By WICHIT CHAITRONG
A senior US official is bullish about the prospects of agricultural trade between Thailand and the United States amid the China-US trade war.
Ted McKinney, the US Department of Agriculture under secretary for Trade and Foreign Agricultural Affairs, told The Nation that he was also optimistic of a solution to the US-China dispute.
“I hope it would come to a close soon,” he said.
McKinney pointed to some good signs ahead of the meeting between Chinese President Xi Jinping and US President Donald Trump later this month at the G-22 meeting.
“It is a positive thing that President Trump phoned President Xi last week,” he said on Friday.
He, however, reiterated the accusations that Chinese companies stole US intellectual property and forced US firms to transfer technology while their US counterparts did nothing of the sort.
“I believe, once we have a commitment from China to stop that kind of activities and behaviours, we can get back to the negotiation table,” said McKinney.
McKinney visited Thailand and other countries in the region as part of US government efforts to increase exports to markets in Southeast Asia.
Thailand is concerned about the impact from international trade tensions following the contraction in Thai exports in September, the first decline in 19 months.
Kasikorn Research Centre had predicted earlier that the uncertainties in global trade could lead to Thailand losing between $3.1 billion to $4.5 billion in exports next year, or 0.60.9 per cent of its gross domestic product.
McKinney, however, foresaw an uptrend in farm trade between the two countries. He promoted pre-cooked turkey and other farm produce during his visit here ahead of Thanksgiving Day later this month.
“I absolutely do see greater opportunity for our countries,” said McKinney. He also referred to US vice president Mike Pence who made clear US commitment to the IndoPacific region during the Asean Summit in Singapore.
US products will not replace Thai products, but we could supply what we have, such as turkey and some food products, he said while boasting the quality of US turkey.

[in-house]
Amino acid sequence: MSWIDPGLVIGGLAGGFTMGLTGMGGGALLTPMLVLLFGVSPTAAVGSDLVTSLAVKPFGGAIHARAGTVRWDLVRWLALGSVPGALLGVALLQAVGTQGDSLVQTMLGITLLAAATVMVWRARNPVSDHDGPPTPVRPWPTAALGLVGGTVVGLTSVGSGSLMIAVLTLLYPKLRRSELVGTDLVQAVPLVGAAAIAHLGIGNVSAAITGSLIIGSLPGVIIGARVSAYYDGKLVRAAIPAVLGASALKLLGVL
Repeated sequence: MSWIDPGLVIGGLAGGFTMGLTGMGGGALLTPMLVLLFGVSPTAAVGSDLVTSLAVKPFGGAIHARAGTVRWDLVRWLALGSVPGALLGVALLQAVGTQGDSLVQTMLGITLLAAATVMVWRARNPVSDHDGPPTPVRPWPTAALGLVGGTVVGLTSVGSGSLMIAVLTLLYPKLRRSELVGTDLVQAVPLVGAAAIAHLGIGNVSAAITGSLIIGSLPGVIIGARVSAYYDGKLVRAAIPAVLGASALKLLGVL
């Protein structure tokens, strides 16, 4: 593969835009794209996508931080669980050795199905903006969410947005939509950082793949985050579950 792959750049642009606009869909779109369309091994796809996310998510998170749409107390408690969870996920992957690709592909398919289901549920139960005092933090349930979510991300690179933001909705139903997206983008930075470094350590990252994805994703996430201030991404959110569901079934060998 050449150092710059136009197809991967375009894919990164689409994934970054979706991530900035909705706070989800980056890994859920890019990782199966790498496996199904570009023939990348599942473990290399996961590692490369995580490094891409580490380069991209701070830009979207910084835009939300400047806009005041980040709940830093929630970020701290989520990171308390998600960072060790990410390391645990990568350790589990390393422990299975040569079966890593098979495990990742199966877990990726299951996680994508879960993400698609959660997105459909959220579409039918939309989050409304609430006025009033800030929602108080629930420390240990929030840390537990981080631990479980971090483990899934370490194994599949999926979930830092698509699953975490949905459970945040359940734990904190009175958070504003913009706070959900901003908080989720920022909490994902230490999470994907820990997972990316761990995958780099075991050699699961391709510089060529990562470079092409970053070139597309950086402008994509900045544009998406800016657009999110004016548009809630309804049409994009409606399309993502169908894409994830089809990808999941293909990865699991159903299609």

Soybean is one of the top products Thailand imports from the US. China has slapped a 25-per-cent tariff on US soybean imports into the country in retaliation for US imposing tariffs on Chinese goods.
Thailand imported US$307.8 million worth of US soybean between January to September this year, a surge of 50.5 per cent from the same period last year.
The imports of US soybean meal also jumped 57.1 per cent to $126.8 million.
Other major US imports include cotton, wheat and prepared foods while Thailand’s key export items to the US are processed fruits, rice, rubber and pet food.
Total agricultural trade between the two countries was about $4.3 billion in 2017, with the US having a deficit of nearly $616 million, according to its embassy in Bangkok.
However, total exports of US farm produce and related items to Thailand increased 17 per cent to 1.96 billion last year, from $1.7 billion in 2016.
Meanwhile, US imports of agricultural produce, fishery and forest items increased from $3.7 billion in 2016 to $3.96 billion last year.
When asked about the resumption of free trade talks between the two countries, McKinney said the timing depended on the US Trade Representative (USTR).
With regard to the proposed export of US pork to Thailand, he said it would not replace local products but offer an option to consumers looking for a wider variety of foods and tastes. “It is twoway street, we both win,” McKinney added.
As a response to Thailand’s import ban on US pork in April, the US pork industry requested that the USTR review Thailand’s eligibility for the US Generalised System of Preference (GSP) programme.
The USTR’s review of Thailand’s GSP eligibility is still ongoing, according to the US Embassy in Bangkok.